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    Al-Najjar: Reporting terrorism is a duty

    The former USF teacher says a journalist's description of Tampa as a hotbed of terrorism was ''a campaign of misinformation.''


    © St. Petersburg Times, published March 1, 2001

    ST. PETERSBURG -- The man jailed three years on secret evidence accusing him of terrorist ties said Wednesday he would feel a "moral obligation" to report terrorist activity if he knew about it.

    "It's more than a duty as a citizen," Mazen Al-Najjar told the Suncoast Tiger Bay Club in the latest of a dozen speeches he has given since his release from jail Dec. 15. The former University of South Florida teacher was freed after a judge found his rights had been violated.

    Five years earlier, the Tiger Bay group had heard a speech from a man who later played a role in Al-Najjar's saga. Washington, D.C.-based journalist Steven Emerson told the group that Tampa was "a hotbed for terrorist activity" in 1996 after Emerson's television documentary, Jihad in America, became a primary source for a series in the Tampa Tribune. The Tribune stories linked USF professors and a Tampa think tank to the Palestinian Islamic Jihad, and ignited the federal investigation that led to Al-Najjar's 1997 arrest.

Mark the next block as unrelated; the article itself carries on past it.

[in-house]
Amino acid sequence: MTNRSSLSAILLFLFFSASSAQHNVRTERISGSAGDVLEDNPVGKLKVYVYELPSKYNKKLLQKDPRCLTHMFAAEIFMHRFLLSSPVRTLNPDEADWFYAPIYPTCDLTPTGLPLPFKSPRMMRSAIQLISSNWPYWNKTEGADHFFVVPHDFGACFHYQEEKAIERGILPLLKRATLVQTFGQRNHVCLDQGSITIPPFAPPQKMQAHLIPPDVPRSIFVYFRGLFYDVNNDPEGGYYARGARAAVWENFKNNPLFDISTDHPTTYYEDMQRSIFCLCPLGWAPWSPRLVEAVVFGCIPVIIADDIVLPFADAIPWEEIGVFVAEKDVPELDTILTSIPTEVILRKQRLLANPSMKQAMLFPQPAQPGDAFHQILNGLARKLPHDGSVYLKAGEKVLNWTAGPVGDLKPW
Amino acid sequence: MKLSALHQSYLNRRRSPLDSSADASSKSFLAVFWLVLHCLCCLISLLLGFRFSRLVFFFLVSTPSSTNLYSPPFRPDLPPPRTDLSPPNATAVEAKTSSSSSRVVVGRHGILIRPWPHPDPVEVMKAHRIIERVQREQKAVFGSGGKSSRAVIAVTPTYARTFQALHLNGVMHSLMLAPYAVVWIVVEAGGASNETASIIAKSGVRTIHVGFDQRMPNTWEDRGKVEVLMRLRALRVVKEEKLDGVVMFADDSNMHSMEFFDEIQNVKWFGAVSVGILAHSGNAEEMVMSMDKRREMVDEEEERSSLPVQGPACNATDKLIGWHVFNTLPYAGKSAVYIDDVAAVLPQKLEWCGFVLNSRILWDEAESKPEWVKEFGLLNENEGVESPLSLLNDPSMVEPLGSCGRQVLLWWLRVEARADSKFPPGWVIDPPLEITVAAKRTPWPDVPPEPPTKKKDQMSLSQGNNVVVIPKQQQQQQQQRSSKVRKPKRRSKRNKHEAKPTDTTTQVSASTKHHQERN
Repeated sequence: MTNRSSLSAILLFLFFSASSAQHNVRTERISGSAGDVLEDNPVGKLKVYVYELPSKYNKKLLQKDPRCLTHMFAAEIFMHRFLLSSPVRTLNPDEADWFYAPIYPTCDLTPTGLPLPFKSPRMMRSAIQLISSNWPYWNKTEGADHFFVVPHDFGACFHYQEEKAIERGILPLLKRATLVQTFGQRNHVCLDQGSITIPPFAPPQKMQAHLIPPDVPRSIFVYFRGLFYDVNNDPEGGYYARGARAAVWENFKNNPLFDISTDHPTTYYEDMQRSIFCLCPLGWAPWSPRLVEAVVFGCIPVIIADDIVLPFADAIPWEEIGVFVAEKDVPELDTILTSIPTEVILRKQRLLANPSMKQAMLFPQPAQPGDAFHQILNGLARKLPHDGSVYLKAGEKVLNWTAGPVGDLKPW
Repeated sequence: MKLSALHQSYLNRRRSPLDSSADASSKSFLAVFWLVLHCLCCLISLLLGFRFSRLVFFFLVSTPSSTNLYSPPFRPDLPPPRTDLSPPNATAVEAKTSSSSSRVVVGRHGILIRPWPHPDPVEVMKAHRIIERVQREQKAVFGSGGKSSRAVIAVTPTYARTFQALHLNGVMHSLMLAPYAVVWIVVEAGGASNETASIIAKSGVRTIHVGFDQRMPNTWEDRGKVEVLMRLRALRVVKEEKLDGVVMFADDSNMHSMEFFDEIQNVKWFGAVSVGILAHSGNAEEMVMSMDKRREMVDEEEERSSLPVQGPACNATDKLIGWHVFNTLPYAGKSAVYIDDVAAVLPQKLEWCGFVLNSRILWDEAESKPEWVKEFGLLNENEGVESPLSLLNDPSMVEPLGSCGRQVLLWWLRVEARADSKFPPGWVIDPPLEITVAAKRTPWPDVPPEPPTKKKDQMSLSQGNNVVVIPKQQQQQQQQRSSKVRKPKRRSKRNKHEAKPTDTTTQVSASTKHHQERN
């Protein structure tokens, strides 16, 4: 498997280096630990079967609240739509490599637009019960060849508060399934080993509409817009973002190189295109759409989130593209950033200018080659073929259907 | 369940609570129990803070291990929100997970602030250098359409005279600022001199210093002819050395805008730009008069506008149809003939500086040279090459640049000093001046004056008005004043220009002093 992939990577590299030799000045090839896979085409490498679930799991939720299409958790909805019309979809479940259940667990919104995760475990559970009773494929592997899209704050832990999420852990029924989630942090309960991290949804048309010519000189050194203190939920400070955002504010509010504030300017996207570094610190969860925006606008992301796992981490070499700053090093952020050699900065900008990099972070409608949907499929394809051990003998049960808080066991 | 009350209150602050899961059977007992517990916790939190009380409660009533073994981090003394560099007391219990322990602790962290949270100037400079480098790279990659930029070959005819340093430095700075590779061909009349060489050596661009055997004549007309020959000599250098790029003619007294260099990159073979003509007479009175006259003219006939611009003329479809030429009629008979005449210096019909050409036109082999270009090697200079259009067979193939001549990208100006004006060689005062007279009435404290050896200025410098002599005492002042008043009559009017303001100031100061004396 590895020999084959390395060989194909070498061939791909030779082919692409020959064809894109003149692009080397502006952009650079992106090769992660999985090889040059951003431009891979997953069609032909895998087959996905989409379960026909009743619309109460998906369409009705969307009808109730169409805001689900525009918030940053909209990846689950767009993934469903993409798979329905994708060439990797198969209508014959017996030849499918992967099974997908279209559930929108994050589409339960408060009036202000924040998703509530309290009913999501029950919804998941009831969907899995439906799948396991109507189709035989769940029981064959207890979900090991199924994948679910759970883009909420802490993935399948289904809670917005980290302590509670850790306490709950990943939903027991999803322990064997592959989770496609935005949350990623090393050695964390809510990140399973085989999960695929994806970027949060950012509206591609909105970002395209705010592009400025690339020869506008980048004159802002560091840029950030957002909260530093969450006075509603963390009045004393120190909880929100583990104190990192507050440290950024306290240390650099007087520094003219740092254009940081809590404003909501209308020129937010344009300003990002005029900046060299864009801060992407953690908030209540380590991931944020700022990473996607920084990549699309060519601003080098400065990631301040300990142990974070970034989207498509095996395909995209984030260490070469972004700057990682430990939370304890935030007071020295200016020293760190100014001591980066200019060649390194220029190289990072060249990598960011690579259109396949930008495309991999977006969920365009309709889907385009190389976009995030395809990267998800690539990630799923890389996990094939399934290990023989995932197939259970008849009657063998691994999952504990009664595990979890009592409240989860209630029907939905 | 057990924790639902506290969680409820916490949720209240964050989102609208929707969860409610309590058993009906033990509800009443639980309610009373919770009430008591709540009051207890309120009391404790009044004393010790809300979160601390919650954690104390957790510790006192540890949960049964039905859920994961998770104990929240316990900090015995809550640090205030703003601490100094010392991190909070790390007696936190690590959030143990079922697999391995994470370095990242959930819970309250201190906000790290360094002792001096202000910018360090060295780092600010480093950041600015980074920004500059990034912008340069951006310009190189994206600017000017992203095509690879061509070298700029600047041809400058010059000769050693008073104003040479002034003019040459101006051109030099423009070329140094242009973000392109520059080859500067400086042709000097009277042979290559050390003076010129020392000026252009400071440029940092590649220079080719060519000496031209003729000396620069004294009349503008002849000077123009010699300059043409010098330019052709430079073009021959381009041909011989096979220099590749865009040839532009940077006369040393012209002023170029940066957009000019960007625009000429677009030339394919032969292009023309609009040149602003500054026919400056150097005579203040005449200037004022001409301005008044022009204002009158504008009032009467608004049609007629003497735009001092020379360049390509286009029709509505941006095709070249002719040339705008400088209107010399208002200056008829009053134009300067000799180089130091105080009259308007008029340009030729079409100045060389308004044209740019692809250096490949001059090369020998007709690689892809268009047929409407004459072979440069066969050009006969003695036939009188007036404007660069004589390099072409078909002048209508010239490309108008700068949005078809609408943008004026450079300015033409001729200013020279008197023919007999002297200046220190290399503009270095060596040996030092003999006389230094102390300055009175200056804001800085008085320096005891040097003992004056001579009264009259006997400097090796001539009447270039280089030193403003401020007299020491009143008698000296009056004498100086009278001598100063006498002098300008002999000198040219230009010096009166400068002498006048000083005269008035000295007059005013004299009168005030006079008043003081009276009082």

When he spoke to Tiger Bay five years ago, Emerson talked of terrorist activity in Tampa and said more shocking news was to come, recalled Tiger Bay member Walter Sutton on Wednesday. So what, he asked Al-Najjar, were they supposed to think of Emerson now?

    "His was a campaign of misinformation," said Al-Najjar. "He has lost the respect of so many people."

    Tiger Bay member Al Frymier of Largo wanted to know why the U.S. government is still trying to deport Al-Najjar.

    The government "insisted for a number of years that this was a big case, that there would be a big trial," Al-Najjar said. Deportation is all it has left, he said.

    He and his wife, Fedaa, are appealing their deportation before the 11th Circuit Court of Appeals.

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